Water damage occurs when water is let to penetrate wood flooring; this results in a dreaded condition called cupped hardwood floors. This occurs when more water is absorbed by the lumber’s unfinished underside, which causes the bottom part of every board to swell more than the top part. It is important to recognize how to repair hardwood floors to avoid damaging them further and prevent future damage. Water damage can occur any time of year, even during the winter months when the heater fails. If the water comes from an upstairs floor drain or an outdoor sump pump, it is important to isolate the area from the rest of your home for some time until you call pros at Water Damage Restoration Louisville KY. Here are a few steps to take if water enters the hardwood floors from outside:
The first thing to do is to clean up any excess water. If the damage comes from an upstairs floor drain or sump pump, you need to turn off the water supply and call a professional immediately. Once the water has been removed, and the wood flooring has been dried out, you can begin the repairs. If the damage comes from outside, you will simply replace some damaged pieces with new ones. Some common damages caused by water include warped floorboards, buckled drywall, buckled moldings, and wallpaper damage.
Discoloration: Some types of wood flooring can turn brownish over time due to exposure to water. In addition to changing its color, the piece can split and become unstable. Other times, the discoloration is just part of the floor planks and may not even require replacing the entire plank. In these cases, you may simply need to sand the planks a bit and then cover them with new planks.
Rot: Even though you may notice that the water has absolutely no effect on hardwood floors, you should still consider removing it if you have established cracks in the floor. These cracks may be caused by dripping water from a nearby bathroom sink or leaky pipes. In addition to being unsightly, rot can cause the floor to warp and bend. This will eventually occur to all wood floors and will eventually result in them needing to be replaced. If your floors are already warped or bent, you may still be able to salvage most of them without completely replacing them.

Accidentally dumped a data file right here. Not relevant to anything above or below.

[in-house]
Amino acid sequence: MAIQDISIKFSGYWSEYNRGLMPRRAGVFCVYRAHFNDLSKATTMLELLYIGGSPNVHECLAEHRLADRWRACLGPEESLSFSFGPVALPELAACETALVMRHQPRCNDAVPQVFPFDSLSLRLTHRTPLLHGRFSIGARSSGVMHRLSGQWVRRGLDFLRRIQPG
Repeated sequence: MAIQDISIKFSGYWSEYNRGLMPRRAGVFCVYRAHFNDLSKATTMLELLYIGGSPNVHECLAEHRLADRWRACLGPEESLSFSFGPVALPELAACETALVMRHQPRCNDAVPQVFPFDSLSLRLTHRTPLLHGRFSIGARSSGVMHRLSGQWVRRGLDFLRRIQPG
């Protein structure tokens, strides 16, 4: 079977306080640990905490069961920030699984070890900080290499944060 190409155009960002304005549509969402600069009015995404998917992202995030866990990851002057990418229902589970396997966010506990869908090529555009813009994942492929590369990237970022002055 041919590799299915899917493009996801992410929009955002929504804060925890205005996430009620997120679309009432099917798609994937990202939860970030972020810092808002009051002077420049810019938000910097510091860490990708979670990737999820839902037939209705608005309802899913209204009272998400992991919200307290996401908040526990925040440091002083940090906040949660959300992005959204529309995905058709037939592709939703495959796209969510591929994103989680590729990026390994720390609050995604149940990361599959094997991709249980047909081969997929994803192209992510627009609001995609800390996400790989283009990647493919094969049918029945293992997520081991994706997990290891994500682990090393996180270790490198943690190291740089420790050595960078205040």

Cupping: While water itself is rarely a problem for hardwood floors, they can be particularly damaging to these floors if they are wet. Cupping can occur when water penetrates through the floor and the underside of a drywall panel. If you have absorbed some water into the panel, it will form into a crust on top of the drywall. This crust can then compact and grow into a full-fledged hole if you do not treat the affected area promptly. In addition to being unsightly, a cupped floor will also be damaged if it is used for any type of traction.
Drying: Even though wood floors dry rather slowly, there is always the chance that they could become damaged during drying. If the water has soaked into the wood and then drips down onto the floor, it can immediately begin drying. If your dry floors are exposed to rapid drying, they could become damaged by splinters or cracked areas.
Mildew and mold: If your entire house has experienced heavy water damage, you may find that mold and mildew have begun to take root. If this is the case, your only remedy is to repair all affected surfaces and rid yourself of this potentially harmful substance. Mildew can aggravate existing allergies, cause dizziness, headaches, and other respiratory problems. If you have any health issues, you should consult with your primary care doctor before beginning any mold remediation process.
Discoloration: Unfortunately, once your walls, ceiling, and floor have been stained, you cannot bleach them white again. This is why it is so important to begin removing all traces of water immediately, which will ensure that there is no chance of mildew or mold returning. You can remove discoloration with bleach, but you must do so very carefully and in accordance with safety standards set forth by your local health department. Additionally, you will probably want to consult a professional for further advice about removing black mold stains.